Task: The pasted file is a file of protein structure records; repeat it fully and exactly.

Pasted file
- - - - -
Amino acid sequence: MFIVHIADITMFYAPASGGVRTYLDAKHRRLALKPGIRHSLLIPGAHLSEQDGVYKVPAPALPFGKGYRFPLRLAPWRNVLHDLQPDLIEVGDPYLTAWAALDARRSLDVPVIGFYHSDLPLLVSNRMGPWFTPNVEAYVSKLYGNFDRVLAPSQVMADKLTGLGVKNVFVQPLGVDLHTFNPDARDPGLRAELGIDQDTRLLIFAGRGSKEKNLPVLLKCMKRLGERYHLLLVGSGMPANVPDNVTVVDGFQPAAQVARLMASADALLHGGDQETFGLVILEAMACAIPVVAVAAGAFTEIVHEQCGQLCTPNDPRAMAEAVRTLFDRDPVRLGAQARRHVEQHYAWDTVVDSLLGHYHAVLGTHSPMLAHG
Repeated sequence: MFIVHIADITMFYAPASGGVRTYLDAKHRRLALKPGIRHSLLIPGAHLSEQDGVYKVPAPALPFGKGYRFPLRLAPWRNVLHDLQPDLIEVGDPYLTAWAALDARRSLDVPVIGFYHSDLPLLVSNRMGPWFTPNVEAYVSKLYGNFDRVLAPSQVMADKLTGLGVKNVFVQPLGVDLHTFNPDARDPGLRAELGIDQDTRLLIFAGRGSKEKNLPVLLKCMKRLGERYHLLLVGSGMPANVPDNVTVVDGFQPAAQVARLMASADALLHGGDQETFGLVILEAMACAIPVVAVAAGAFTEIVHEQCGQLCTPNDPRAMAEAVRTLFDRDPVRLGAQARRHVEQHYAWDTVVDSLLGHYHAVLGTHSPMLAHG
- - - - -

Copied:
Amino acid sequence: MFIVHIADITMFYAPASGGVRTYLDAKHRRLALKPGIRHSLLIPGAHLSEQDGVYKVPAPALPFGKGYRFPLRLAPWRNVLHDLQPDLIEVGDPYLTAWAALDARRSLDVPVIGFYHSDLPLLVSNRMGPWFTPNVEAYVSKLYGNFDRVLAPSQVMADKLTGLGVKNVFVQPLGVDLHTFNPDARDPGLRAELGIDQDTRLLIFAGRGSKEKNLPVLLKCMKRLGERYHLLLVGSGMPANVPDNVTVVDGFQPAAQVARLMASADALLHGGDQETFGLVILEAMACAIPVVAVAAGAFTEIVHEQCGQLCTPNDPRAMAEAVRTLFDRDPVRLGAQARRHVEQHYAWDTVVDSLLGHYHAVLGTHSPMLAHG
Repeated sequence: MFIVHIADITMFYAPASGGVRTYLDAKHRRLALKPGIRHSLLIPGAHLSEQDGVYKVPAPALPFGKGYRFPLRLAPWRNVLHDLQPDLIEVGDPYLTAWAALDARRSLDVPVIGFYHSDLPLLVSNRMGPWFTPNVEAYVSKLYGNFDRVLAPSQVMADKLTGLGVKNVFVQPLGVDLHTFNPDARDPGLRAELGIDQDTRLLIFAGRGSKEKNLPVLLKCMKRLGERYHLLLVGSGMPANVPDNVTVVDGFQPAAQVARLMASADALLHGGDQETFGLVILEAMACAIPVVAVAAGAFTEIVHEQCGQLCTPNDPRAMAEAVRTLFDRDPVRLGAQARRHVEQHYAWDTVVDSLLGHYHAVLGTHSPMLAHG